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From WhatsApp to Signal

When I discovered that WhatsApp was owned by Facebook (now Meta) I decided it was time to move to Signal for messaging. While messages can be encrypted on both apps, encryption is done by default on Signal. Additionally, Meta and its affiliated companies use WhatsApp to collect user data. Signal's only requirement is a phone number. Making the change was simple: I deleted WhatsApp on my smartphone and installed Signal.

Before learning about Facebook's ownership of WhatsApp, I had already begun to investigate alternatives. This was due to the way WhatsApp handles your contacts list. At the time, using WhatsApp required access to your entire address book. I could not find a way around this. I did not want to everyone in my contacts list to be able to see that I was on WhatsApp. Some entries in my address book are work-contacts, and I had no interest in enabling a social media relationship with all these people by default. WhatsApp's all-or-nothing approach to my contacts list felt unnecessarily intrusive. Why couldn't I choose who to start a conversation with?1

I was beginning to learn about online privacy. Signal seemed a good fit for these reasons as well. Their current privacy policy states:

Signal is designed to never collect or store any sensitive information. Signal messages and calls cannot be accessed by us or other third parties because they are always end-to-end encrypted, private, and secure.

Once Signal was up and running, I sent invitations to the handful of people I wanted to use the app with. I was beginning to learn about ideas like 'open source' and 'end-to-end encryption' and tried to use Signal's claims about user privacy as a selling point to try and win my friends over to using the app, so I could talk to them there.

I saw very little difference in the user experiences of WhatsApp and Signal. Both were responsive with user-friendly interfaces. Both allowed group chats and audio and video calls, and both allowed file sharing. Signal also had a wide range of emojis and GIFs to choose from for quick responses. Signal seemed like one of the first privacy-based decisions where the more private alternative worked just as well as the standard app.

I had read about Telegram and downloaded that too. I had one friend on Telegram for a while and we used that as our main communication channel.


Loneliness. Silence. Initially, no one joined me on Signal, and this lasted for months. I persuaded one colleague with an interest in online privacy to join, and some while later my siblings joined too. Having my family members join Signal was an important moment for me, because they live abroad and I had been worried about the losing regular contact when I dropped out of the family WhatsApp groups. My parents joined shortly after that. I basically had to be patient and hope more people would come on board.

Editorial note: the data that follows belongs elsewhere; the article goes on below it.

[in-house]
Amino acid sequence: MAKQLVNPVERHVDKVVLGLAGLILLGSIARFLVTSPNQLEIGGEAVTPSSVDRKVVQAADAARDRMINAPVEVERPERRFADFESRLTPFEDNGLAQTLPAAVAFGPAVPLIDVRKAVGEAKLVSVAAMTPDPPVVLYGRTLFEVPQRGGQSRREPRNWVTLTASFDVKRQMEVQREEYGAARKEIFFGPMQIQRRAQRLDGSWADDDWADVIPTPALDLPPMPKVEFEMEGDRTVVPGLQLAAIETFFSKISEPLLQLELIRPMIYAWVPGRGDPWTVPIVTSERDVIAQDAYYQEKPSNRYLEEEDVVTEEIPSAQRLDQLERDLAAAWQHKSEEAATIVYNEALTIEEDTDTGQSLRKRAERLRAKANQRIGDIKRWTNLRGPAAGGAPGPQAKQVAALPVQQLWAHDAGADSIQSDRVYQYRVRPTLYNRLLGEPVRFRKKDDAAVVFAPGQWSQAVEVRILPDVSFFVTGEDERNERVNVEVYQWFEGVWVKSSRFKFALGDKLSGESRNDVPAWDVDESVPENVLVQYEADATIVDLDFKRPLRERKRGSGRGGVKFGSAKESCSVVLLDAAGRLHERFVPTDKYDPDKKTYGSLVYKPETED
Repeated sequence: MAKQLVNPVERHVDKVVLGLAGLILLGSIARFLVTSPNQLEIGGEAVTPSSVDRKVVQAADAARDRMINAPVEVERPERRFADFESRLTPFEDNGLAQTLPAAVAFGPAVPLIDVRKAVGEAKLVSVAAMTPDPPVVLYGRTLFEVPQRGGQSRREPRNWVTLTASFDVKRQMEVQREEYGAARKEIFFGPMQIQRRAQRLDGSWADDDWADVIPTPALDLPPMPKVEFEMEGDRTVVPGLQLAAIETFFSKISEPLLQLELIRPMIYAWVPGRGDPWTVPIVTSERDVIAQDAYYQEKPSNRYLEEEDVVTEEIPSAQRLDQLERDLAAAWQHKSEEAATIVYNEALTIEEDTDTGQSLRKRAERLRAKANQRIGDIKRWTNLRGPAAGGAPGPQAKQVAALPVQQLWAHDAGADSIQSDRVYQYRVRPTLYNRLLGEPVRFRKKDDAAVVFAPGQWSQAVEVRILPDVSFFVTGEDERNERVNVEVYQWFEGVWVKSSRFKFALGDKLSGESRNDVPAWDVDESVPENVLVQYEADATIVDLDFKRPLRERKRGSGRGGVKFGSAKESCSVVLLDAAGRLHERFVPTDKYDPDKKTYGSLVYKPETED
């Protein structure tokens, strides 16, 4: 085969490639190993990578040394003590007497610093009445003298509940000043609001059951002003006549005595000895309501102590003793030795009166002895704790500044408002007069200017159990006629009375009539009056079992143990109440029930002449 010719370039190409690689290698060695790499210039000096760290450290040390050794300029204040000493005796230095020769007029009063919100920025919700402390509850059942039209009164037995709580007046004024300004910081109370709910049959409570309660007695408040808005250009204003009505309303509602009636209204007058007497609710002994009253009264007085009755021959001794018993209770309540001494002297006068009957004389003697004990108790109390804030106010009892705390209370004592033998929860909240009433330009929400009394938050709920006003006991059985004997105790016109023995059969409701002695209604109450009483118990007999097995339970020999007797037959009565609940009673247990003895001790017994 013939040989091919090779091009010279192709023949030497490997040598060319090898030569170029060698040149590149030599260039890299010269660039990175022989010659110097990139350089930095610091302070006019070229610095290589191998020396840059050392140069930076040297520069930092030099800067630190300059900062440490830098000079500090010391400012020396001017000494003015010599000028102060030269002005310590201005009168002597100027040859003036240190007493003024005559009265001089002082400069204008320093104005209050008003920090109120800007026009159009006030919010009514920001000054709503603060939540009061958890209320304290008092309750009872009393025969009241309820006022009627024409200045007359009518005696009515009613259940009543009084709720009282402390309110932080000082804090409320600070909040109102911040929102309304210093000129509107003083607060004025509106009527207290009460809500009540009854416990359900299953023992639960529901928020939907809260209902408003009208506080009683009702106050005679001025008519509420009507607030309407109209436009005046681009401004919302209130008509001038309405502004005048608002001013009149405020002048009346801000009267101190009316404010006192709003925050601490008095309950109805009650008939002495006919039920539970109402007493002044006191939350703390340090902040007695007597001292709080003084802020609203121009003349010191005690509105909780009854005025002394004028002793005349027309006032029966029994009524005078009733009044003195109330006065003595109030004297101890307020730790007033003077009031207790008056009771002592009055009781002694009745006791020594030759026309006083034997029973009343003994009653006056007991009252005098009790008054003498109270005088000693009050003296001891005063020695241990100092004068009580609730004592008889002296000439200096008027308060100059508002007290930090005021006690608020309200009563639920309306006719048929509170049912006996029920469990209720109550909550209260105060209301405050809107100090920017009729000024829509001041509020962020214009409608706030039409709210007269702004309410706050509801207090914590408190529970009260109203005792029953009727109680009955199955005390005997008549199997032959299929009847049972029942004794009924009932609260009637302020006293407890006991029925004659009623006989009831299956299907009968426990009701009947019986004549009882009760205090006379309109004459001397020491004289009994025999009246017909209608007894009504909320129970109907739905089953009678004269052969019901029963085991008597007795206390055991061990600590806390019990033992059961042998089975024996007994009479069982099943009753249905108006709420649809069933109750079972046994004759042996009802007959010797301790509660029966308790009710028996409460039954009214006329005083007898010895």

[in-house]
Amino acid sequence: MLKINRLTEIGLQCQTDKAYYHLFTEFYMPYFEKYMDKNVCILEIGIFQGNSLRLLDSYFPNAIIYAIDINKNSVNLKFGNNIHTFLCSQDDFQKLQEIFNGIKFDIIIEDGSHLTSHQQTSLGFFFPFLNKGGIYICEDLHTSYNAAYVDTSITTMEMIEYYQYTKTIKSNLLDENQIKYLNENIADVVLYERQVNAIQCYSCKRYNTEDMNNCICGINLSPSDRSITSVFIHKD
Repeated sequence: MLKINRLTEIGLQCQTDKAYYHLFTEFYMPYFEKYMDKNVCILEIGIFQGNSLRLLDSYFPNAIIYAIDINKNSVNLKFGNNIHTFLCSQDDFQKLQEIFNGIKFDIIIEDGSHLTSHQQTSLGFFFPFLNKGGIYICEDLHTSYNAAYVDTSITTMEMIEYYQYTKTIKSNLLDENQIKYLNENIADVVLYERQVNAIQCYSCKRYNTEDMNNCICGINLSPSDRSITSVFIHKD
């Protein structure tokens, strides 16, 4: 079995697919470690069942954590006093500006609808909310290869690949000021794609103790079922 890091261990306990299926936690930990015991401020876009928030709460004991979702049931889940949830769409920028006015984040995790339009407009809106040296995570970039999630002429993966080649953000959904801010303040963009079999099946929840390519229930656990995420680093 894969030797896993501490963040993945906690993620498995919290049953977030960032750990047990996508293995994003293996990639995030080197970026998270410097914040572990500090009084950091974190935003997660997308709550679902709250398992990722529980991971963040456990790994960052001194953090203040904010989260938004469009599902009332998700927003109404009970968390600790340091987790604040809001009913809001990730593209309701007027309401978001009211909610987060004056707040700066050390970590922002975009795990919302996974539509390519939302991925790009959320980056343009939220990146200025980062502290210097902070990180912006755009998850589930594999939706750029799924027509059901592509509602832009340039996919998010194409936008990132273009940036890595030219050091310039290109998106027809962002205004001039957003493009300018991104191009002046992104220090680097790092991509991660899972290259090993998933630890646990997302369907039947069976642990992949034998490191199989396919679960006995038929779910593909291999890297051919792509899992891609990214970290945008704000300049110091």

It took a while for my partner and oldest child (then in high school) to be persuaded to download Signal and connect there. This made me think about the strange relationship people have with apps on their devices; when an app is popular, no matter how quick its rise, we don't think twice about installing it. But when an app is unknown we become cautious, perhaps understandably so. Even when the practical reality is that most apps take up very little space and can be installed or deleted in seconds.

Then came a few public missteps by Facebook in 2021, and this improved things. A change the privacy policy in January informed WhatsApp users their data would be shared with Facebook, which was followed by a rather enigmatic Tweet from Elon Musk promoting Signal.2 Suddenly, a lot more people were talking about Signal. Later that year, news stories covered a Facebook whistle-blowing incident.3 Though the number of users world-wide was no where near that of Facebook Messenger and WhatsApp, I was beginning to see more friends and family members appear on it. Today, I even chat with my in-laws on Signal. People have begun to see Signal as a viable messenger app and a valid mainstream alternative.

Current use and looking ahead

I convinced my one Telegram friend to move our conversation over to Signal, and then deleted Telegram. I had heard mixed reviews on the reliability of Telegram's privacy policies, and I didn't really need two messenger apps.

While still small compared to WhatsApp's user base, Signal continued to grow into a fairly well-known alternative messenger, but that growth is now declining again.4

When my middle child was ready for a smartphone, I installed Signal first, though WhatsApp snuck in later. Both are used on that device.


Signal can be installed from all of the main app stores. You can find a desktop download (Mac, Windows, Linux) here.

Signal's privacy policies can be read here.

I found this "Signal Revenue & Usage Statistics (2022)" article quite interesting.

Discussion: Reddit

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  1. There were complex loopholes: getting someone already on WhatsApp to contact you first seemed to enable replying without giving up all your contacts. Perhaps this has been improved now.

  2. 'Use Signal', he tweeted.

  3. See Frances Haugen on Wikipedia.

  4. Statistics in 2022 are: WhatsApp 2 billion active users, Facebook Messenger 988 million active users (source). At its peak in 2021, Signal had 40 million downloads(source), with the number of daily active users now in decline.

#digitalprivacy #journey #review #signal #socialmedia